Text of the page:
Earlier, we read the story of Elijah and the widow of Zarephath. To understand the importance of this story, we have to know the context around it. Just like in so many other places in the Bible, context is everything here. God's people were under King Ahab who was wicked and disobedient before the LORD. God therefore punished the people of Israel with the covenant curse of famine. Not only that, but the Word of God, represented by the prophet Elijah, was withdrawn from them. The barrenness and fruitlessness of the land was a sign of the barrenness and fruitlessness of Israel. God's people were left starving without their daily bread both in a physical sense and in a spiritual sense.

Elijah is sent by God to the region of the Gentiles, to Zarephath of Sidon. God goes to the Gentiles with his prophet. And then He also provides food for a Gentile widow. This eventually leads her to the confession of faith that we find in verse 24, "Now I know that you are a man of God, and that the word of the LORD from your mouth is the truth." That wasn't simply some nice words about Elijah. This woman was confessing faith in Jahweh, the God of Israel, the one whom Elijah represented, also by the words that came from his mouth. This widow was kept alive by God, her son was brought back to life by God. And she comes to faith in Him.

Don't you see, brothers and sisters, if it had not been for God providing for her bodily needs through the oil and flour, she would not have reached this confession of faith? For this woman, this Gentile, daily bread created a confession of faith. It did not do so on its own it worked together with the Word and Spirit (the primary means) but yet daily bread had its role. God has come to this Gentile woman and worked faith in her. In so doing, He shows a foretaste of what was coming in the New Testament. In the New Testament era, countless Gentiles have been and are being brought into the Kingdom by Christ and His Spirit.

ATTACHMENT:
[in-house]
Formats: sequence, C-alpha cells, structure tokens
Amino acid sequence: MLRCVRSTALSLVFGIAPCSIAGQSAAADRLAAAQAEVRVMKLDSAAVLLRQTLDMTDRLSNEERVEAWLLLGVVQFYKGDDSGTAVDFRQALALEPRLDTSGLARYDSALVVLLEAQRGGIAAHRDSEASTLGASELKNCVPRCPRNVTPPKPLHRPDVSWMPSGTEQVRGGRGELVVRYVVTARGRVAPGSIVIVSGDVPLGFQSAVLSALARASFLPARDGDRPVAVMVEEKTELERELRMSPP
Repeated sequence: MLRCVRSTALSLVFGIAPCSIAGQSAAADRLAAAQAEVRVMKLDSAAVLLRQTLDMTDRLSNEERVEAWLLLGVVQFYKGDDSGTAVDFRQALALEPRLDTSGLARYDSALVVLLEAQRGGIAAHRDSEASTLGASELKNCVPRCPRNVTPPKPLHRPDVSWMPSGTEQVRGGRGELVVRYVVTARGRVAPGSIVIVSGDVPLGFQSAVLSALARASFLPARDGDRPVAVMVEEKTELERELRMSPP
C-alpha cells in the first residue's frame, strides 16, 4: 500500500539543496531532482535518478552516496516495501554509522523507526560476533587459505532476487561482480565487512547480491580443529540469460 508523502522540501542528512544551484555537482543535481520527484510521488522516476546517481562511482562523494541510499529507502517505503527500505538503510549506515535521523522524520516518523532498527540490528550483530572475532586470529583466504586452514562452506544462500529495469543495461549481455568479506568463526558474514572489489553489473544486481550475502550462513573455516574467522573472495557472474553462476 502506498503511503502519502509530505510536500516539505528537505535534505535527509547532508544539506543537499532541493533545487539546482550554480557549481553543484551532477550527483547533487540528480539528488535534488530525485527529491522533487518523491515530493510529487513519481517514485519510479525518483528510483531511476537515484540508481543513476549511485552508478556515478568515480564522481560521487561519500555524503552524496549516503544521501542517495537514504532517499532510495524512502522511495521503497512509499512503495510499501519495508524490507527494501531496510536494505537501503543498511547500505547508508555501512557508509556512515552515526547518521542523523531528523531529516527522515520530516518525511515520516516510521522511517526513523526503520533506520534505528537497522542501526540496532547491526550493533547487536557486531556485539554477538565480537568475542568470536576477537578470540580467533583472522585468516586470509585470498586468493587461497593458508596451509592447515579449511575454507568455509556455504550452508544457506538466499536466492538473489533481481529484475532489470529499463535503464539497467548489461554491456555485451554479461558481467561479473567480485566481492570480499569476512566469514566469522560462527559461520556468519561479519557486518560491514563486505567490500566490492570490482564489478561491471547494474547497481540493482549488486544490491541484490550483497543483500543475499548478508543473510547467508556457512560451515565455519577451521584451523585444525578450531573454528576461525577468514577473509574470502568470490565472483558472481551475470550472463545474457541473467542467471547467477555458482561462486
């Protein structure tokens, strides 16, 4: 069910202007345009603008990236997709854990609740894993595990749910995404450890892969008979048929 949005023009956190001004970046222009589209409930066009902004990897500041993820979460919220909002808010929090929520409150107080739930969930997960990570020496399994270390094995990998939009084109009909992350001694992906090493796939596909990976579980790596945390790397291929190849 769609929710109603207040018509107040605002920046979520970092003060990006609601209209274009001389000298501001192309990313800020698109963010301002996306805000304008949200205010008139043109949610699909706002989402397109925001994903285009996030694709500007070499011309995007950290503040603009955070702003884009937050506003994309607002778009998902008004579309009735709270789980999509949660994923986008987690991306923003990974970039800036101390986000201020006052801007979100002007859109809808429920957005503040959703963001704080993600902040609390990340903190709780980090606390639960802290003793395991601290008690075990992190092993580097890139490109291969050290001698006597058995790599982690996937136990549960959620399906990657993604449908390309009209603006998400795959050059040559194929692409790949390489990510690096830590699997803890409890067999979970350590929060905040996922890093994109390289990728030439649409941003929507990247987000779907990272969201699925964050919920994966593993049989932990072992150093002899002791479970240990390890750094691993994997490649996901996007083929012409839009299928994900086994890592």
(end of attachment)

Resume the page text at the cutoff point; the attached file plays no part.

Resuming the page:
We also have to keep in mind that God provided daily bread not only for the widow and her son, but also for Elijah the prophet. What was a prophet called to do? Confess the Name! As long as God gave Him enough food, He was to continue in that task and so are we to do the same. God showed Himself to be the overflowing fountain of all good you can be sure that Elijah acknowledged that fact.

As God's prophets today, we are called to confess His Name as long as we have life and breath. As long as we have our daily bread, our health and strength, we are called to witness to the fact that He is the only fountain of all good. Don't we see that today as well, brothers and sisters? Yes, we have all been provided for as to our bodily needs praise Him for that! But praise Him that He even gives us more! He is the only fountain of all good. Everything good we have, from the smallest thing to the biggest, even the mundane, comes from God. God meets our bodily needs so that we will praise Him, both in our prayers and our walk of life. Daily bread is meant to create this confession of faith!

Daily bread is likewise meant to lead us to see that everything we do and everything we have is worthless without God's blessing. That's the point of Psalm 127:1, "Unless the LORD builds the house, its builders labour in vain. Unless the LORD watches over the city, the watchmen stand guard in vain." The Lord Jesus makes the same point in John 15:5 when He says, " apart from Me you can do nothing." We need God's blessing for anything we do to prosper. This is what we are to confess. When we pray, the Lord Jesus wants us to make this acknowledgement: Lord, we need you without you we are nothing. We rely totally upon you. But in order to pray that, you also need to consider that carefully. Think about it often: without God blessing us, also through daily bread, what or where would we be? We could not exist apart from Him. Such thoughts help you understand what it means to be a creature it helps you to remain humble and thankful.

Yes, daily bread creates a confession of our creaturely dependence upon God. Closely related to that confession is our third point this afternoon: